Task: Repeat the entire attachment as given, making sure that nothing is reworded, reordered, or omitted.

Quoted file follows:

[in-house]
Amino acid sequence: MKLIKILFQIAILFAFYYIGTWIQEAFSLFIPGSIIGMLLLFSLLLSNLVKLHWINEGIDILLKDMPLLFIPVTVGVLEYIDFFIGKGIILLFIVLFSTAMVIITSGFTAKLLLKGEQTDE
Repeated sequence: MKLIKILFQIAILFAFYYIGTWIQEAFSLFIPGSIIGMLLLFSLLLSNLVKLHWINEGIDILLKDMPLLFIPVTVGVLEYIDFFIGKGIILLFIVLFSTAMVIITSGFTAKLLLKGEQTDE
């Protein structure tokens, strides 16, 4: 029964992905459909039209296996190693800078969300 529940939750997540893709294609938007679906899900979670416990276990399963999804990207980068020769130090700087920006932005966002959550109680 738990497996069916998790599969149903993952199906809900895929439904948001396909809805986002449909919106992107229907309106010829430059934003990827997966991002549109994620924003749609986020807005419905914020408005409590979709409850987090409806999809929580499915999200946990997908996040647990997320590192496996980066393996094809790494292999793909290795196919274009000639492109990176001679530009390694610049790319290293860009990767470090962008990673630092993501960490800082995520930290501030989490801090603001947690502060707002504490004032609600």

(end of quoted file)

[in-house]
Amino acid sequence: MKLIKILFQIAILFAFYYIGTWIQEAFSLFIPGSIIGMLLLFSLLLSNLVKLHWINEGIDILLKDMPLLFIPVTVGVLEYIDFFIGKGIILLFIVLFSTAMVIITSGFTAKLLLKGEQTDE
Repeated sequence: MKLIKILFQIAILFAFYYIGTWIQEAFSLFIPGSIIGMLLLFSLLLSNLVKLHWINEGIDILLKDMPLLFIPVTVGVLEYIDFFIGKGIILLFIVLFSTAMVIITSGFTAKLLLKGEQTDE
């Protein structure tokens, strides 16, 4: 029964992905459909039209296996190693800078969300 529940939750997540893709294609938007679906899900979670416990276990399963999804990207980068020769130090700087920006932005966002959550109680 738990497996069916998790599969149903993952199906809900895929439904948001396909809805986002449909919106992107229907309106010829430059934003990827997966991002549109994620924003749609986020807005419905914020408005409590979709409850987090409806999809929580499915999200946990997908996040647990997320590192496996980066393996094809790494292999793909290795196919274009000639492109990176001679530009390694610049790319290293860009990767470090962008990673630092993501960490800082995520930290501030989490801090603001947690502060707002504490004032609600």